Wednesday, August 8, 2012

If You Do What You've Always Done, You'll Get What You've Always Gotten ...

Here's another post on Alexander the Great, after the last one on his three last wishes, which was published here on April 8, 2010. 
I came across this story on the internet. the central message of the story is that when faced with a seemingly intractable problem, a very effective creative thinking strategy is to play the revolutionary, and challenge the rules.
In the winter of 333 B.C., the Macedonian general Alexander and his army arrived in the Asian city of Gordium to take up winter quarters. While there, Alexander heard about the legend surrounding the town’s famous knot, the “Gordian Knot.” A prophecy states that whoever is able to untie this strangely complicated knot will become the king of Asia.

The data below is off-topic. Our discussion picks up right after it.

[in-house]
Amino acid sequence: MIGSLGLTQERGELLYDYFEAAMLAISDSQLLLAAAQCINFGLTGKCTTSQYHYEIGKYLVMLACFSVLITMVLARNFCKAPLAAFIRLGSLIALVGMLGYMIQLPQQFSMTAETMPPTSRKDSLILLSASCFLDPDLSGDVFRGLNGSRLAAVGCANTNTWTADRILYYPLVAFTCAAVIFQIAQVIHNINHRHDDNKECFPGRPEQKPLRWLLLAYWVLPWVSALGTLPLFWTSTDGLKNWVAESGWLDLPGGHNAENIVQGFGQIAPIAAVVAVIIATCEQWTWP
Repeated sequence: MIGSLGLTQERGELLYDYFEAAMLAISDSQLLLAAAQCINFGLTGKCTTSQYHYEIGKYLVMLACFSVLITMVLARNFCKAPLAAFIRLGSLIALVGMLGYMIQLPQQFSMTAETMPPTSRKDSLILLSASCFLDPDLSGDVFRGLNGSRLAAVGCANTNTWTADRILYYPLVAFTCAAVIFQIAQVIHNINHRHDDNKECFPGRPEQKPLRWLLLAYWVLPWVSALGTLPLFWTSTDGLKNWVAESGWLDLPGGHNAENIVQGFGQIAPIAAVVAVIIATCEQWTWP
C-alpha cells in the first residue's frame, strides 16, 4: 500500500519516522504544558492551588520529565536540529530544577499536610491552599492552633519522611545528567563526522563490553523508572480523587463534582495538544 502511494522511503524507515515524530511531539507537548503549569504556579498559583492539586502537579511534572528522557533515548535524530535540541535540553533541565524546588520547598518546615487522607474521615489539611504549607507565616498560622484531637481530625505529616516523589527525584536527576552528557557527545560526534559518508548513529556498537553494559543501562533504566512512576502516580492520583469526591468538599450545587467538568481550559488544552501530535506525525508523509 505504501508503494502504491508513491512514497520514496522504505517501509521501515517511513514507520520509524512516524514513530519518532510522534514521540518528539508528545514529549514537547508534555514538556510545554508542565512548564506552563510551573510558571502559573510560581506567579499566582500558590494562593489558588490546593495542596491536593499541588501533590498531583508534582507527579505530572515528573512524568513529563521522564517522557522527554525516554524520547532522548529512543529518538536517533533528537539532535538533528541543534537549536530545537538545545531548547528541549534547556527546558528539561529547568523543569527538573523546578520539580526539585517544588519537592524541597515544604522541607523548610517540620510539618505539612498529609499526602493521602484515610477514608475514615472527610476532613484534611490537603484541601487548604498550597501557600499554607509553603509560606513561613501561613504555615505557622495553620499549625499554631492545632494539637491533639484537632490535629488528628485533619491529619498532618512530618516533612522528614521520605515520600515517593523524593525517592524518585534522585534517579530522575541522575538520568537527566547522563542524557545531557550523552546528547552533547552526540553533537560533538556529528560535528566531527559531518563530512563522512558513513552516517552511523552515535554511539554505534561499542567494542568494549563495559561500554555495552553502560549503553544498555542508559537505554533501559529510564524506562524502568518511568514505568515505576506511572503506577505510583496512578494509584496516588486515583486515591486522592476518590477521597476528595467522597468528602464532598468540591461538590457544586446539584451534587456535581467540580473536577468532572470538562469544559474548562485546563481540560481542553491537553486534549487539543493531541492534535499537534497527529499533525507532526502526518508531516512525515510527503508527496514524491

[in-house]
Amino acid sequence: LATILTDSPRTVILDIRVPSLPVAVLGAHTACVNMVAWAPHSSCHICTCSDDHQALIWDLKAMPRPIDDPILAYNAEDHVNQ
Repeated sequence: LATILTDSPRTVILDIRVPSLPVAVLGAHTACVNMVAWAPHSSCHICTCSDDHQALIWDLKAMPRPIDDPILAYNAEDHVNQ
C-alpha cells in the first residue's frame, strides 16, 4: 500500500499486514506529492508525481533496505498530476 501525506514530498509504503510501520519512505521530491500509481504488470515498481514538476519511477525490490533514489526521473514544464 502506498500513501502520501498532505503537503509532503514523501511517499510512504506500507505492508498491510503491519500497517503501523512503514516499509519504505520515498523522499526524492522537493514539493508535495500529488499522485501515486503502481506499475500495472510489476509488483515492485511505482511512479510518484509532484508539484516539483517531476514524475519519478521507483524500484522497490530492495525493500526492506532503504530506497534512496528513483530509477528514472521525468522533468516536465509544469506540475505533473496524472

The story intrigued Alexander, and he asked to be taken to the knot so that he could attempt to untie it. He studied it for a bit, but after some fruitless attempts to find the rope ends, he was stymied. “How can I unfasten this knot?” he asked himself. Then he got an idea: “I will make up my own knot-untying rules.” He pulled out his sword and sliced the knot in half. Asia was fated to him.
It is a different matter that a little while later, the conqueror of the world was vanquished by fever at Babylon. That is the irony - while greatness does rise from the soil, it also does does become soil one day. 
Call it going a full circle.

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